Appeal from judgment of Court of Common Pleas of Washington County, July T., 1965, No. 19, in case of Charles F. Abbott v. Metty Onopiuk et al.
Stephen D. Marriner, with him McCreight, Marriner & McCreight, for appellant.
George Raynovich, Jr., with him Samuel L. Rodgers, and Stone & Raynovich, and Rodgers & Roney, for appellee.
Bell, C. J., Jones, Cohen, Eagen, O'Brien, Roberts and Pomeroy, JJ. Opinion by Mr. Justice Jones.
On July 29, 1963, Charles Abbott was employed by Larson Construction Company (Larson) at the construction site of the Donaldson Crossroads Shopping Center. Larson was the general contractor for the project, and had subcontracted the masonry work (bricklaying and building of walls) to Keystone Masonry Construction Company (Keystone), and the plumbing work to Steel City Piping Company (Steel City). On the date in question, a theater building was being constructed and Abbott, standing on the roof joists, was unhooking bundles of roofing as a crane lowered them onto the joists. While he was doing this, according to Abbott's testimony, something went wrong and "I felt everything going out from under me. I turned, jumped, grabbed the top of the wall with my hands, held on as long as I could until the bricks come [sic] down. Then I landed in the debris." In short, something caused the joists, upon which Abbott was standing, to fall.
Abbott instituted a suit in trespass in the Court of Common Pleas of Washington County against the two
contractors, Keystone, and Steel City, and also against the project's architect, Jamrom-Keegan Associates. Larson was joined as an additional defendant. Of vital importance at the trial was the determination, if possible, of what factor or combination of factors caused the joists to fall. A jury verdict of $175,935.05 was returned in favor of Abbott against all the defendants except the architect. Motions for judgment n.o.v. and for a new trial were dismissed by the court, en banc,*fn1 and judgment entered on the verdict. Only Steel City has appealed from that judgment, seeking a new trial.
"In passing upon the propriety of the refusal of a new trial, our inquiry is whether the court below abused its discretion or committed an error of law which controlled the outcome of the case: [citing cases]. Unlike the appellate review of a refusal to take off a compulsory non-suit [or a refusal to enter a judgment n.o.v.] where the evidence and all reasonable inferences therefrom are viewed in the light most favorable to the verdict-winner, ordinarily in reviewing the refusal to grant a new trial we view all the evidence: [citing cases]." Noel v. Puckett, 427 Pa. 328, 332, 235 A.2d 380, 382-83 (1967). See Austin v. Ridge, 435 Pa. 1, 6, 255 A.2d 123, 125 (1969); Bohner v. Eastern Express, Inc., 405 Pa. 463, 471-72, 175 A.2d 864, 869 (1961); Sherman v. Manufacturers Light and Heat Co., 389 Pa. 61, 68 n., 132 A.2d 255, 259 n. 2 (1957).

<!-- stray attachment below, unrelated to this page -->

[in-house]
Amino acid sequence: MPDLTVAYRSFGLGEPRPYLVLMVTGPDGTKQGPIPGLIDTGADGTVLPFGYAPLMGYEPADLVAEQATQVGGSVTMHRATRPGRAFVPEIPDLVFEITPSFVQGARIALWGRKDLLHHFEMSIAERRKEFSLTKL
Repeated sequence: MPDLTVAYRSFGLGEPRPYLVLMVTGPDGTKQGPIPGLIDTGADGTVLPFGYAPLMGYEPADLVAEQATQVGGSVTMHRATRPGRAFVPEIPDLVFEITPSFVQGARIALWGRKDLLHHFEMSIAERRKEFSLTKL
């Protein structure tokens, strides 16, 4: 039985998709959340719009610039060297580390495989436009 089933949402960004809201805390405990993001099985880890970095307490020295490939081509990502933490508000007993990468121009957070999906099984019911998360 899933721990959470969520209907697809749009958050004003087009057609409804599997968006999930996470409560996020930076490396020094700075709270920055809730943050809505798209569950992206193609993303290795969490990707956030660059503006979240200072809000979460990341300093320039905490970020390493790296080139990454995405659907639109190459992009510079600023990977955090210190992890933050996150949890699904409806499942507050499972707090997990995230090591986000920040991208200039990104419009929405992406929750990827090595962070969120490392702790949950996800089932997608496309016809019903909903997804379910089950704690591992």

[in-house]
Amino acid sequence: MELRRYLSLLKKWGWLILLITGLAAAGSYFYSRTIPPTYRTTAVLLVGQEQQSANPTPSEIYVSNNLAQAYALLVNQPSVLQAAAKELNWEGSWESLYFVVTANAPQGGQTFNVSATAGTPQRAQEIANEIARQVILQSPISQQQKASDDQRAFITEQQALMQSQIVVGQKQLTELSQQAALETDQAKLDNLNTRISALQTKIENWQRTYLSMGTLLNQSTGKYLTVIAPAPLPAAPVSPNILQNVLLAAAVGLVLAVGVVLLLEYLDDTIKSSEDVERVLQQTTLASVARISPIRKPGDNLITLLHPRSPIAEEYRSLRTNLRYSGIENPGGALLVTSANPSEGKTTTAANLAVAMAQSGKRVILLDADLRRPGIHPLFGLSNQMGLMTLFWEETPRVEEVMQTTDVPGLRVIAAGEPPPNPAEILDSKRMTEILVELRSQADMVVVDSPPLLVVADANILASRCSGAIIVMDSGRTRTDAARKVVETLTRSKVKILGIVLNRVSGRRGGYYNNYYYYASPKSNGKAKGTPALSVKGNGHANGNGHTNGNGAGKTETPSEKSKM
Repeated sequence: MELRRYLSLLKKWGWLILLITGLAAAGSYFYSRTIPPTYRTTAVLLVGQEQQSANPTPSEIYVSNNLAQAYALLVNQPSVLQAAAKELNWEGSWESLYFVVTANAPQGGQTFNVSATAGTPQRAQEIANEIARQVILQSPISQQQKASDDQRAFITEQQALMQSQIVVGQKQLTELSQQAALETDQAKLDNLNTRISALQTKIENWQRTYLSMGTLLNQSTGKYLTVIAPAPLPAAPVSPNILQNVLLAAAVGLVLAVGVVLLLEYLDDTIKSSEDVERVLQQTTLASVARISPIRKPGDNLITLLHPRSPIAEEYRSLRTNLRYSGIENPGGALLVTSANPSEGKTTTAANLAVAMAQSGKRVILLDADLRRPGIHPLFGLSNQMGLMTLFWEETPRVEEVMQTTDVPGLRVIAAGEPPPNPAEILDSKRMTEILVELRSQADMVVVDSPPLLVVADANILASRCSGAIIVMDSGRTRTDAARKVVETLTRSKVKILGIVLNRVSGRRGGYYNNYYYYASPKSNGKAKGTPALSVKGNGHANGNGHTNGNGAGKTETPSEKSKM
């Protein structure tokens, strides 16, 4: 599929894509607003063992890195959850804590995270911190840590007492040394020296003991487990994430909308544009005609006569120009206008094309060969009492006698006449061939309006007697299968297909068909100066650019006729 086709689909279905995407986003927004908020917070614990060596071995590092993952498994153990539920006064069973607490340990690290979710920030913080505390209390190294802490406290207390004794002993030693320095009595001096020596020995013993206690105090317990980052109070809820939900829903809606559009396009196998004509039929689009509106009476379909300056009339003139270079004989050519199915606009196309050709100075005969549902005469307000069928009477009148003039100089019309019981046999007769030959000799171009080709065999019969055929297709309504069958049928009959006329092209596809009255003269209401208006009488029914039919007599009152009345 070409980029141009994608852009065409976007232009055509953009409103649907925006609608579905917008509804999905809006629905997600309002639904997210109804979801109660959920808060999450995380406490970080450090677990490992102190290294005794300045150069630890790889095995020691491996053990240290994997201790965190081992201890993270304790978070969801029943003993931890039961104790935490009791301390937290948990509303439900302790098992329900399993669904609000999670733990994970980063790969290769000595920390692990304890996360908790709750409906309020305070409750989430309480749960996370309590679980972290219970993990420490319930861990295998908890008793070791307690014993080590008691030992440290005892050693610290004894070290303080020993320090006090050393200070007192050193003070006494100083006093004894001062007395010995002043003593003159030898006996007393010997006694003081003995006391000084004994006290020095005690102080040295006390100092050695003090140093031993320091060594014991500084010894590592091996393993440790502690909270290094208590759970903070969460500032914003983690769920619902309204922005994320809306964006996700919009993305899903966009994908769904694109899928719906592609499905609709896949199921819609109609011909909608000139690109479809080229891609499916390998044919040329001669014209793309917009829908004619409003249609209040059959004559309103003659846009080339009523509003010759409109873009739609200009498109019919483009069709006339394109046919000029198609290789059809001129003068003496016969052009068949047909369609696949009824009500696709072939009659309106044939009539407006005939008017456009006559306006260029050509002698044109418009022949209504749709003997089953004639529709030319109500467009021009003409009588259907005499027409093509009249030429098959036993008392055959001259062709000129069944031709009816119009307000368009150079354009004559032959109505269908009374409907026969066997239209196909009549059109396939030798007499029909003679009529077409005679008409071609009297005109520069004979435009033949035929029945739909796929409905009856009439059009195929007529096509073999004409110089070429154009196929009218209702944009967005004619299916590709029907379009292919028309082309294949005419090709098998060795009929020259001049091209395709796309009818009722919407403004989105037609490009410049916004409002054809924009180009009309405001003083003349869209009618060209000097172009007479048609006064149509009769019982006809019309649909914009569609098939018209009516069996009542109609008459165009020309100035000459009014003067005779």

Abbott's theory of liability against Steel City was that this defendant, in violation of the project's plans and specifications, had wrongfully cut a pipe chase in the wall near the point where the wall collapsed, that this had weakened the wall and that it was, at least, a contributing factor to the accident.*fn2 An obviously
vital question in the case against Steel City was whether the pipe chase had been cut out of the wall by Steel City or built directly into the wall by Keystone's masonry workers. Abbott and Steel City presented directly conflicting eyewitness testimony on the point, but that question was decided by the jury against Steel City and need not trouble us now. The following point for charge was read to the jury at the request of Steel City: "If you find that the Steel City Piping Company did not cut any chase in the interior wall of the theater then your verdict must be in favor of the plumbing ...